Manish Kanwal & Akulaa Agarwal
Localizing structured content through translation management tools is generally a simple process. However, localizing unstructured content, such as text appearing in Adobe Flash videos, is not easy. This means that tracking translation efficiencies for unstructured content is all the more difficult. . .
Three years ago, acting on a notion so whimsical I assumed it was a kind of presenile monomania, I began carving endangered alphabets. The disclaimers start right away. I’m not a linguist, an anthropologist, a cultural historian or even a woodworker. I’m a writer — but I had recently started carving signs for friends and family, and I stumbled on Omniglot.com, an online encyclopedia of the world’s writing systems, and several things had struck me forcibly. . .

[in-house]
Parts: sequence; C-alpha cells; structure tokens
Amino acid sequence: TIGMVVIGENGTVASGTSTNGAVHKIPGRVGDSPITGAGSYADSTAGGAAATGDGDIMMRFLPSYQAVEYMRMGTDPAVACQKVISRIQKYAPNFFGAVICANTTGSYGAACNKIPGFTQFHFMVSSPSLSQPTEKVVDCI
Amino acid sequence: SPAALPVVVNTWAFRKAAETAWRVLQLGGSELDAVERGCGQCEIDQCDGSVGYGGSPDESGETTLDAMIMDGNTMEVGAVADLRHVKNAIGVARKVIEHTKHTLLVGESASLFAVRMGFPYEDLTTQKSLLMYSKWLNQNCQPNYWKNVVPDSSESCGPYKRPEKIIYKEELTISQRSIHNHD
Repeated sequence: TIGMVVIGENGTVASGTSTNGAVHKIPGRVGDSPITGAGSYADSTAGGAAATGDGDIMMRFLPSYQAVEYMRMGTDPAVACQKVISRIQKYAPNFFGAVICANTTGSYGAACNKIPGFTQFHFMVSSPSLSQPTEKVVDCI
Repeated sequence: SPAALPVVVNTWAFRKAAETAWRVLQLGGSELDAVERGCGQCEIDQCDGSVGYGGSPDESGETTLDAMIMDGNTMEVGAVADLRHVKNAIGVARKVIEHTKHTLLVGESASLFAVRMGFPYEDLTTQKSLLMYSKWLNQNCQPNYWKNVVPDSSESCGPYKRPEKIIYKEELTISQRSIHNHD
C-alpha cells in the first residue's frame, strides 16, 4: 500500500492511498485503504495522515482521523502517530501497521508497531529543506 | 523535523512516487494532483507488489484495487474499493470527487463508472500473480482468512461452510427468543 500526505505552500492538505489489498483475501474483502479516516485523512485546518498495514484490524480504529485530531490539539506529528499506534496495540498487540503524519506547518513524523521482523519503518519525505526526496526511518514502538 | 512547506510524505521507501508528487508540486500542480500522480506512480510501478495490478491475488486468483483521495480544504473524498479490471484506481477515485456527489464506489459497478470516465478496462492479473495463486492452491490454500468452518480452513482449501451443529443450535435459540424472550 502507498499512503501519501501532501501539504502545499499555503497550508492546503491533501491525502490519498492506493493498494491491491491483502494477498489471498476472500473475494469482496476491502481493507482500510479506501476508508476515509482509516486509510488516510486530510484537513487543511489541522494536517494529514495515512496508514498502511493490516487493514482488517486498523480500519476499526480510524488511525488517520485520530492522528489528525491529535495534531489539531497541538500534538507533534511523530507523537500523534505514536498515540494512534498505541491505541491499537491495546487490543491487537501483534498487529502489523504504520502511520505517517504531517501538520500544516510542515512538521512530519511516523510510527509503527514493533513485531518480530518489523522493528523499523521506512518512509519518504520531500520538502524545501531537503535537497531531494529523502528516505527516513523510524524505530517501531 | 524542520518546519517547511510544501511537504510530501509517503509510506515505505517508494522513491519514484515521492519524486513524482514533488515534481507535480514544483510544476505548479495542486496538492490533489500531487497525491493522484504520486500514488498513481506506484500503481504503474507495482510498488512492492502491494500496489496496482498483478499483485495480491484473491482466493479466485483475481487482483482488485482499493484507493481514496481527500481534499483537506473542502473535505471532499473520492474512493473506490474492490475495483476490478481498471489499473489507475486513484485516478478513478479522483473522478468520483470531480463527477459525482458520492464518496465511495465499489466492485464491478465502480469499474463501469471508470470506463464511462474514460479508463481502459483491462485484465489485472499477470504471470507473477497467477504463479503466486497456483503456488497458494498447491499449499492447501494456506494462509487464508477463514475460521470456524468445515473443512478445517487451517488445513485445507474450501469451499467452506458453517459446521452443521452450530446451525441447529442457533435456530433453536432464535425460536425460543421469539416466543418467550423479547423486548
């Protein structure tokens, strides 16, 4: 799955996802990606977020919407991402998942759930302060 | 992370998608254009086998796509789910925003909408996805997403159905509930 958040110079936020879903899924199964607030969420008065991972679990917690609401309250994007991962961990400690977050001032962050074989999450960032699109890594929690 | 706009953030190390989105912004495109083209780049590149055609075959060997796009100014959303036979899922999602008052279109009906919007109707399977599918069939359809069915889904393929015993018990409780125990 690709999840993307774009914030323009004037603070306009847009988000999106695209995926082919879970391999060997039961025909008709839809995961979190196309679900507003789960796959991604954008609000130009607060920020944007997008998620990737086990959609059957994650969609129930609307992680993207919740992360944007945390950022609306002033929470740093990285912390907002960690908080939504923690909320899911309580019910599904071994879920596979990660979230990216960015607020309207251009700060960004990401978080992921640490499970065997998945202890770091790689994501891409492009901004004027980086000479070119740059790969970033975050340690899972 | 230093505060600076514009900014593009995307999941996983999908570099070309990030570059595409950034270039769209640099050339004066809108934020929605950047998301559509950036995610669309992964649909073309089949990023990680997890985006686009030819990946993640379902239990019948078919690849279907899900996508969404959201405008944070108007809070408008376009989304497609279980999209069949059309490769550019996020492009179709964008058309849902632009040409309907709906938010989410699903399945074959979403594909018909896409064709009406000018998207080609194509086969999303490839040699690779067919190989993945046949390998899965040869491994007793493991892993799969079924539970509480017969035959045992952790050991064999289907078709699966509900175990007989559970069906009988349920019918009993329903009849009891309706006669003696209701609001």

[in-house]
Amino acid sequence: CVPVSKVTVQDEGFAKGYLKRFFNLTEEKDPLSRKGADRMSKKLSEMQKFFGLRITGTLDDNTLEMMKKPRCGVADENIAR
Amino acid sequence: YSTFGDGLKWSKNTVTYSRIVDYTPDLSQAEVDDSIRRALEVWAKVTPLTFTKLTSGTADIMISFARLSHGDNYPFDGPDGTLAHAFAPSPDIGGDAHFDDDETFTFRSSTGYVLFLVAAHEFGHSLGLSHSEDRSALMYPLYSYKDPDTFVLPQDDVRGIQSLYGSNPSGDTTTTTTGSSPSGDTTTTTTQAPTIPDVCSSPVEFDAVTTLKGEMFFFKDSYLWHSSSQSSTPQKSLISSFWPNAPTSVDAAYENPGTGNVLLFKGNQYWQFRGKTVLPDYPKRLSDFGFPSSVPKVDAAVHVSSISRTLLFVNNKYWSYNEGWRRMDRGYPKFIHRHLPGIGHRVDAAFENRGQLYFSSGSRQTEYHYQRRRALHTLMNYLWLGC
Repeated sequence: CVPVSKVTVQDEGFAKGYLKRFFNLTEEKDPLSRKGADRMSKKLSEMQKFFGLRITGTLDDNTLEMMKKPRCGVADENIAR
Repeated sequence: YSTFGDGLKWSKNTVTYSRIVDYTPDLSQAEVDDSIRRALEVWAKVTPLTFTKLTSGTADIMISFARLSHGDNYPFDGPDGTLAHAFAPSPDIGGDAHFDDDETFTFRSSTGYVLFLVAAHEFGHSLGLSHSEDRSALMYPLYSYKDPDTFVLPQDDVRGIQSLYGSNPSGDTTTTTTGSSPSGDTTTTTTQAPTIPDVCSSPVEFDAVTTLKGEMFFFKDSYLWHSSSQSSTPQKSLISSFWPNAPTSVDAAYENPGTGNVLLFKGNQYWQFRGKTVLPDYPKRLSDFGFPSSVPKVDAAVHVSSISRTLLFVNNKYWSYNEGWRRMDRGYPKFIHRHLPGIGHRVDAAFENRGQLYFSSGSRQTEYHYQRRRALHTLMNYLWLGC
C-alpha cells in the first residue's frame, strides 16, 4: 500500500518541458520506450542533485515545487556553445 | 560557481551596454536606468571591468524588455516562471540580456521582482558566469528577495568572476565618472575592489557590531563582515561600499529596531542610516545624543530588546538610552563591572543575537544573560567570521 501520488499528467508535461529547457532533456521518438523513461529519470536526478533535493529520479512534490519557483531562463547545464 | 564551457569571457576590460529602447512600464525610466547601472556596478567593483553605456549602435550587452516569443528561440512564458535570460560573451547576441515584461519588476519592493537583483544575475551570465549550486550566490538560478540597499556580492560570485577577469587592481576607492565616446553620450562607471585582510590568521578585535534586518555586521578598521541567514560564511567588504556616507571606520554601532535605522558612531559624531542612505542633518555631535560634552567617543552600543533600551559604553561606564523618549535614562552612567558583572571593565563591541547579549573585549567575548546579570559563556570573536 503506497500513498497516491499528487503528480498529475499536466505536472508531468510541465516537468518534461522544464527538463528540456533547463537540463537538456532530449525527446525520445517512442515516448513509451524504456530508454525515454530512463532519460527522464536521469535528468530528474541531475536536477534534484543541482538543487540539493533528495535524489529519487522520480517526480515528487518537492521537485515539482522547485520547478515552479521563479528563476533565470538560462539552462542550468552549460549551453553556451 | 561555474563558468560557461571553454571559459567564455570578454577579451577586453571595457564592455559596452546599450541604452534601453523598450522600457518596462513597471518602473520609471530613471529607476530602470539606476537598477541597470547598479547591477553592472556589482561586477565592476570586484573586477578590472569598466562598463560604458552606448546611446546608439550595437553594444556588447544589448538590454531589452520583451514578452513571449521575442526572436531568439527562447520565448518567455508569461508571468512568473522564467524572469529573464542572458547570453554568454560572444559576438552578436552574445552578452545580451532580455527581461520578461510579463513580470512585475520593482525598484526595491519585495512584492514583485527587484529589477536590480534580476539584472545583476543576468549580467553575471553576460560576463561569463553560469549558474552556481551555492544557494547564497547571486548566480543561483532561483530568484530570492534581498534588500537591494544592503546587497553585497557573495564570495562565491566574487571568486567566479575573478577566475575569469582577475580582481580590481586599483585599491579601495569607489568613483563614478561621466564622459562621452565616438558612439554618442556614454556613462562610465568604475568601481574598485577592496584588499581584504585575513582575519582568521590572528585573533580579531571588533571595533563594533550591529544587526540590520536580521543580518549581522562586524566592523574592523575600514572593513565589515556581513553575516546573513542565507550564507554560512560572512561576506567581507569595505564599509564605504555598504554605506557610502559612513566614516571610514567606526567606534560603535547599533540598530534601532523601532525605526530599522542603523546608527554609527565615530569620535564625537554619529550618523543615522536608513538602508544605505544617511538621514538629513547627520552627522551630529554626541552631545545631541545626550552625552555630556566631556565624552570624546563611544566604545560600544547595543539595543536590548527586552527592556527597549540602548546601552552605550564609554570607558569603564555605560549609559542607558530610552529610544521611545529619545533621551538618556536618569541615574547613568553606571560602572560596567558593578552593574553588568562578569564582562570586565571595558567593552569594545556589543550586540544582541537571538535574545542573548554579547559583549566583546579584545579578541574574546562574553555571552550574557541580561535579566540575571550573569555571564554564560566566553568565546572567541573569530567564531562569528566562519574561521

Language dubbing is almost as old as sound in movies. It gives the illusion to the audience that they are watching a movie that was recorded in their original language. This illusion can be so good that I, being raised in France, didn’t have any idea for the longest time that most of the movies I watched were made in Hollywood. When you are born in these historical dubbing countries, dubbing is usually well made, natural sounding and finely adapted to the country’s culture. These countries import many movies and can create high quality, expensive dubbed products that produce high revenues. This is a nice ecosystem with professional dubbing studios and a great distribution system. It is important to note that most of the dubbing actors are professionals in this field and can make a living from dubbing. In contrast, the emerging countries don’t have the same ecosystem. The actors are not professional dubbing actors, the studios are usually music studios and the distribution cannot generate the same type of revenue. . .